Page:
The Holocaust for me is not something that’s anecdotal. The history of anti-Semitism is cumulative and the worst of it was the Holocaust. If you notice, I did not pick a book on the Holocaust and there are a lot. But the only way you can understand the Holocaust is to understand the history of anti-Semitism, rather than looking at what happened in the Holocaust. There are a lot of books on Nazism and anti-Semitism in Nazism but I think it’s more important to know where it came from, what were its antecedents, and for me Wistrich and Julius and Dawidowicz do that. I would say read all of them. With Dawidowicz it’s the way she writes. She’s analytical, sharp, insightful and she makes it relevant to modern times.
I’d like to hear about the history of anti-Semitism in Britain. A 65-year-old rabbi in London told me that things were worse now than he could ever remember, and he was telling his children and their children not to wear their yarmulkes to and from school for the first time in his life.
It’s not only in London, it’s the whole of Europe. It started in 2000; that’s when people started talking about the new anti-Semitism, linked to criticism and attacks relating to Israel. In Europe it’s rife. There are two more elements. One is the internet, which has spread anti-Semitism and even legitimised it because it’s an instrument of knowledge, and the other element is the growth of Arab Muslim communities, many of them fundamentalist and anti-Semitic, and they act as a human conveyor belt of the anti-Semitism of the Middle East. Anti-Semitism in the Muslim world in the Middle East is horrendous. It’s horrific. It only matches the rhetoric of Nazism, the cartoons, the books. That’s being brought to Europe on the conveyor belt of the fundamentalist imams. So, much of the anti-Semitism is expressed through them.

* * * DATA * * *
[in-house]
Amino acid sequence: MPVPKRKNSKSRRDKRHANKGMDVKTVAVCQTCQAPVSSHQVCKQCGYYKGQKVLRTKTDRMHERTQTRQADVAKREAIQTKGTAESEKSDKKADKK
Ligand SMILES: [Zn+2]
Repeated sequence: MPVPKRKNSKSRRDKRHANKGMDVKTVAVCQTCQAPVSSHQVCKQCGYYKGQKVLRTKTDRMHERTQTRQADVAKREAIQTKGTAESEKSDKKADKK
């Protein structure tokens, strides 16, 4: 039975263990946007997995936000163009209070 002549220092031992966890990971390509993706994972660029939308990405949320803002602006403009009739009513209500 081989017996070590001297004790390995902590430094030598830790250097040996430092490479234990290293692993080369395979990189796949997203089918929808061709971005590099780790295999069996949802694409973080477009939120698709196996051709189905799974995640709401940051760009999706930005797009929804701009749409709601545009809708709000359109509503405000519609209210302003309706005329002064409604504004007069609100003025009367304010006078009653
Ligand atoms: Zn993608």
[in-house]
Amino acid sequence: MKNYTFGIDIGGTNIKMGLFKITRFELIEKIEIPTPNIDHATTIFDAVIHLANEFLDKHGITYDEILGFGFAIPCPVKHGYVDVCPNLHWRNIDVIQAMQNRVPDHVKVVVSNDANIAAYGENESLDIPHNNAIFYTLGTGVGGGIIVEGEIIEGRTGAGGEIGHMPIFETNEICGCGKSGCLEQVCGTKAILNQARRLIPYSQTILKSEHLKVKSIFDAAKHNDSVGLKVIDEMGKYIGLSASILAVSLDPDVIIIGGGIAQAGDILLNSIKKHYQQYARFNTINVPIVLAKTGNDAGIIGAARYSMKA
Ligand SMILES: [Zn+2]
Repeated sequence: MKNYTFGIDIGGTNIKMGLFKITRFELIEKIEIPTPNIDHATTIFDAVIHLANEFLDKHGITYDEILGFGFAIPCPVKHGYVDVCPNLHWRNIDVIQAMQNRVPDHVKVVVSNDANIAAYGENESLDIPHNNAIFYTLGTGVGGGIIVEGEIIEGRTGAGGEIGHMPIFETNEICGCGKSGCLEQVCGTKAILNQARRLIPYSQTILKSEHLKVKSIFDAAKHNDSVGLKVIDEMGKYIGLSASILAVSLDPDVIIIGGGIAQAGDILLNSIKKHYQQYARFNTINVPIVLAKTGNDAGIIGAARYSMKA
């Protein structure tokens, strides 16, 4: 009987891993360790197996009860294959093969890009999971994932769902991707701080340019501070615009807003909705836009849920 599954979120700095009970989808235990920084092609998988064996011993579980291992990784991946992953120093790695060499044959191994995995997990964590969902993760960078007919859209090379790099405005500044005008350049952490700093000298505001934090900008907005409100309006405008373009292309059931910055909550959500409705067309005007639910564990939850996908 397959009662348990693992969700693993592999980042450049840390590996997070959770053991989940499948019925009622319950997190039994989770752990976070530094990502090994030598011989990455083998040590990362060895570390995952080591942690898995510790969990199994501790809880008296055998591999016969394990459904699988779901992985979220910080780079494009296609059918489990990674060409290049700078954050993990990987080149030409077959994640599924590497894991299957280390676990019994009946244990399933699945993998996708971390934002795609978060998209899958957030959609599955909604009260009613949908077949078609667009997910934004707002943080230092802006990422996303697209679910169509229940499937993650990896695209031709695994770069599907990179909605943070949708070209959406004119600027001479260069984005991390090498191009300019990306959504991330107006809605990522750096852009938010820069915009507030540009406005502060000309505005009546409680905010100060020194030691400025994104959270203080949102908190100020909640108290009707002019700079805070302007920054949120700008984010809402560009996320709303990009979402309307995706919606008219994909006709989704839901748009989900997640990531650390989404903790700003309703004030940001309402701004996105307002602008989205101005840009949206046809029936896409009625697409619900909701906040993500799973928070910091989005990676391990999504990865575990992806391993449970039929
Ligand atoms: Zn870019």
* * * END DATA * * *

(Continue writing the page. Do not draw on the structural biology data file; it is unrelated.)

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In Paris a young Jewish man, Ilan Halimi, was abducted for money, because all Jews have money, and killed. The kidnappers had been fed this anti-Semitism and it’s in the streets. The Chief Rabbi of France also advised Jews not to walk in the streets in yarmulkes. Spain is bad, Poland is bad, Norway is bad. The UK is unfortunately among the places where there are more anti-Semitic acts than in many other places. But the FBI just issued a report in the US saying that there are ten times as many attacks now against Jews than there are against Muslims. This is in the United States. We think we’re better but we’re not immune. Here too there are significant anti-Semitic public manifestations.
When you’re talking about attacks are you talking about verbal abuse or physical attacks?
I’m talking about attacks on synagogues, cemeteries, Jewish institutions and individuals.
Tell me about Wistrich.
He’s one of the great historians of anti-Semitism. It is a heavy big book, scholarly, footnoted – several hundred pages of footnotes. It will be a classic for a long time, a book of reference. It’s probably a book one should consult. It’s hard to sit down and read it from cover to cover, although if one does one can become an expert in anti-Semitism. It will stand the test of time as the tome of history, and he brings it up to modern day times in terms of global jihad and attacks on the Jewish people. This book will be recommended as the best book on anti-Semitism in ten years’ time.